The Explanation
(for those who require one)

And, of course, that is what all of this is -- all of this: the one song, ever changing, ever reincarnated, that speaks somehow from and to and for that which is ineffable within us and without us, that is both prayer and deliverance, folly and wisdom, that inspires us to dance or smile or simply to go on, senselessly, incomprehensibly, beatifically, in the face of mortality and the truth that our lives are more ill-writ, ill-rhymed and fleeting than any song, except perhaps those songs -- that song, endlesly reincarnated -- born of that truth, be it the moon and June of that truth, or the wordless blue moan, or the rotgut or the elegant poetry of it. That nameless black-hulled ship of Ulysses, that long black train, that Terraplane, that mystery train, that Rocket '88', that Buick 6 -- same journey, same miracle, same end and endlessness."
-- Nick Tosches, Where Dead Voices Gather

Aftermath: U.S.A. #12

Original Caption:

Anaheim -- Universal-International Studio played host to twenty-five Korean orphans, brought to Hollywood to work in the film 'Battle Hymn'. Their farewell treat before returning to their homeland was a visit to the fabulous 'Disneyland,' children's wonderland in California. Photo shows the Korean youngsters standing in front of one of Disneyland's legendary castles. The film is based on the true story of an Air Force Colonel who started an orphanage in Korea that is still being operated. (1956)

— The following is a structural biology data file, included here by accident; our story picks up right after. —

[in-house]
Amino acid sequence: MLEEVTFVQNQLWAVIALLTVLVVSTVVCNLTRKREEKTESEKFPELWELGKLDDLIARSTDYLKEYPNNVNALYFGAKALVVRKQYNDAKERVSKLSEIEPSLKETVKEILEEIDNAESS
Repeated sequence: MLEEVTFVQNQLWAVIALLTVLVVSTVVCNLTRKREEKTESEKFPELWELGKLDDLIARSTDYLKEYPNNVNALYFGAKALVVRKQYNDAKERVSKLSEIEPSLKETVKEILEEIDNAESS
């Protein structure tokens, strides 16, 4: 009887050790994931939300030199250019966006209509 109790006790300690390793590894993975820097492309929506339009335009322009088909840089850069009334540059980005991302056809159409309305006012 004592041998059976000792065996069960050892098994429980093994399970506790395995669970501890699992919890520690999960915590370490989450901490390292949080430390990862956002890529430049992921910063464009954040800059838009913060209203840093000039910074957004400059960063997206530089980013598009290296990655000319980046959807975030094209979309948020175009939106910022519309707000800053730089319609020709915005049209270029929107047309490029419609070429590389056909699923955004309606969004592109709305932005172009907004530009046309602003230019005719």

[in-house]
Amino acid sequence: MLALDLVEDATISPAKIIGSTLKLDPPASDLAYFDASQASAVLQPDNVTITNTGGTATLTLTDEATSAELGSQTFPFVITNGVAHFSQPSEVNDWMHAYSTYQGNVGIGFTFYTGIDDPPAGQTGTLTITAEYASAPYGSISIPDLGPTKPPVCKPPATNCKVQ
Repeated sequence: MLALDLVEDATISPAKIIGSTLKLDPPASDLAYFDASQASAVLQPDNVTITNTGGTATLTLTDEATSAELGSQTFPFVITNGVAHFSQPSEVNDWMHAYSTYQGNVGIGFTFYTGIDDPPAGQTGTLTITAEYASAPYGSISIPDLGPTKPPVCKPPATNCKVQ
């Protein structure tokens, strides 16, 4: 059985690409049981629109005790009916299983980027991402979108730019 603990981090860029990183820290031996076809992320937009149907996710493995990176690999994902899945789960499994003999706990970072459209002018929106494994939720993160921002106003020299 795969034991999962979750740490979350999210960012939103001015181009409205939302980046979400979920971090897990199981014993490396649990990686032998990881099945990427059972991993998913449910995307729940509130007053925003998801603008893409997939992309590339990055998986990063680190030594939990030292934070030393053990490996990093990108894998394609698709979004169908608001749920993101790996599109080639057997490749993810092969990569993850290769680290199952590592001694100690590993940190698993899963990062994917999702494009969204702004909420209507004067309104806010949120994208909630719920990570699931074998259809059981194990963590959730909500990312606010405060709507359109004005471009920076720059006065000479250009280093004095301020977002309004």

MSB said...

So, instead of finding homes for them, we just put them to work and then shipped them back? When you wish upon a star...

Christopher said...

I see a nice big home in the background there :o)

Geoff said...

cool exploitation

Richard Gibson said...

Interesting; 'Battle Hymn' is not a Sirk that is easily seen, at least in Europe. Not his best but still decent enough.

It is my hope this year to visit the castle in Segovia on which this Disney one is based.

Chap said...

My understanding is that the kids earned money they were able to use later. At the time the country was blasted to nothing and these kids needed anything they could get. It was good advertising too for fundraising; the thing was being funded by soldiers and such out of pocket.

One time the guys on the boat, when we pulled into Chinhae, volunteered at the orphanage. It's still going and doing good work, although now it's more like Boy's Town than a refugee camp.